And maybe a little crazy, Winston mused.
He sat in one of the two high-backed chairs before Sengupta’s desk, waiting. After everything else that had happened today, Winston couldn’t imagine what the vice principal might throw at him that could possibly be worse than what he’d already endured. Detention? A letter to his mom? He didn’t have to wait long to find out.
“I’m suspending you,” intoned Sengupta.
Winston’s jaw went slack. After a moment, he forced himself to take a shaky breath.
“I didn’t do anything wrong,” he said between clenched jaws.
“You struck another boy and made him nearly bite off a piece of his tongue.”
“Have you heard the things he says with that tongue?”
It was out before Winston had even consciously formed the thought, and hearing his own words took him aback. It sounded a lot like sass, as his mom would say, and one did not simply sass the vice principal.
Sengupta’s unreadable expression never changed. He only continued to stare at Winston, unflinching, the almost black skin around his eyes seeming to magnify the depth of his scrutiny.
“Your attempt at humor is ill-timed and inappropriate,” said the vice principal.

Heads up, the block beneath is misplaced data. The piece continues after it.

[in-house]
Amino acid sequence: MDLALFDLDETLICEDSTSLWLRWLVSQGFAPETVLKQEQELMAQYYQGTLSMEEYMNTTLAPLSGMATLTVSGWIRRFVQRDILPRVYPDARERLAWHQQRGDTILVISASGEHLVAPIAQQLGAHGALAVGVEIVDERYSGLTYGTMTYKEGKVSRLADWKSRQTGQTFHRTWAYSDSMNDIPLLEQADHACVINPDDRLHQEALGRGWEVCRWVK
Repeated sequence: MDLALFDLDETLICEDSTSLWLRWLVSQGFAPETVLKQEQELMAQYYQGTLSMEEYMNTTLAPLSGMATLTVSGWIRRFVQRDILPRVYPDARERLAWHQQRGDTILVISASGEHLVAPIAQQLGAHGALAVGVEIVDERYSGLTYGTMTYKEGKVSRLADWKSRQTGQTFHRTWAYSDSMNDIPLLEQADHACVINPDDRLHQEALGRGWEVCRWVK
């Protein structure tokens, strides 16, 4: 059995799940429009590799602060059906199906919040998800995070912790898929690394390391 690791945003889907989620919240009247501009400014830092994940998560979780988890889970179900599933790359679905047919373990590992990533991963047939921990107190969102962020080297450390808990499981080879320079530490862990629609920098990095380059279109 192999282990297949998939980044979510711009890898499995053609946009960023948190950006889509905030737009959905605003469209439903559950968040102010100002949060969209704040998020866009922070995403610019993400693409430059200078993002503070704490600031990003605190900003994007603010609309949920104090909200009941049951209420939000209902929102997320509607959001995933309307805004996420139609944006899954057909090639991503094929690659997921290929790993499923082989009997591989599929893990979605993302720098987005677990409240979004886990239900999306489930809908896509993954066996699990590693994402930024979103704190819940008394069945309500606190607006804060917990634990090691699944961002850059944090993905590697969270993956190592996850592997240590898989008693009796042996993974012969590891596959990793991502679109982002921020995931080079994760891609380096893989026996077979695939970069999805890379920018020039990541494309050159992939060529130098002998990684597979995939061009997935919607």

“Look. Whether your blow was intentional or accidental is irrelevant. You injured a schoolmate whose mother happens to have been a school board member for the last four years and is one of our main volunteer fundraisers. Do you follow me?”
“You are a smart lad,” said Sengupta. “Sometimes too smart for your own good. That will change.” He unfolded his hands and balled them into fists, making the scars on the knuckles stand out clear and pale. “I am aware of your situation, Winston. You do not deserve expulsion. Suspension will suffice. That…and I am banning you from the fall robotics competition.”
“What?!” Winston nearly leapt from his chair. He gripped the edge of Sengupta’s desk. “You can’t do that!”
“Oh, I most certainly can.”
This time, words completely failed Winston, which was probably a good thing.
“Mr. Chase,” said the vice principal, “have you ever stopped to wonder why these fights and social unpleasantries keep happening to you?”
“Because most people suck?”
“Perhaps,” said Sengupta.
Winston leaned back slightly. He hadn’t expected any agreement.
“However,” continued the vice principal, “the fact is that everybody, as you say, sucks in some ways. And in many ways, they do not. However, you—” He pointed a finger at Winston. “—are so completely focused on your hobby that you are not learning this. You don’t even interact with your robotics group teammates.” He sighed. “You can view your suspension time either as a punishment or an opportunity for introspection and life. I suggest the latter. Shade is a good friend, but you will not find yourself either in his shadow or in the mechanics of a machine.”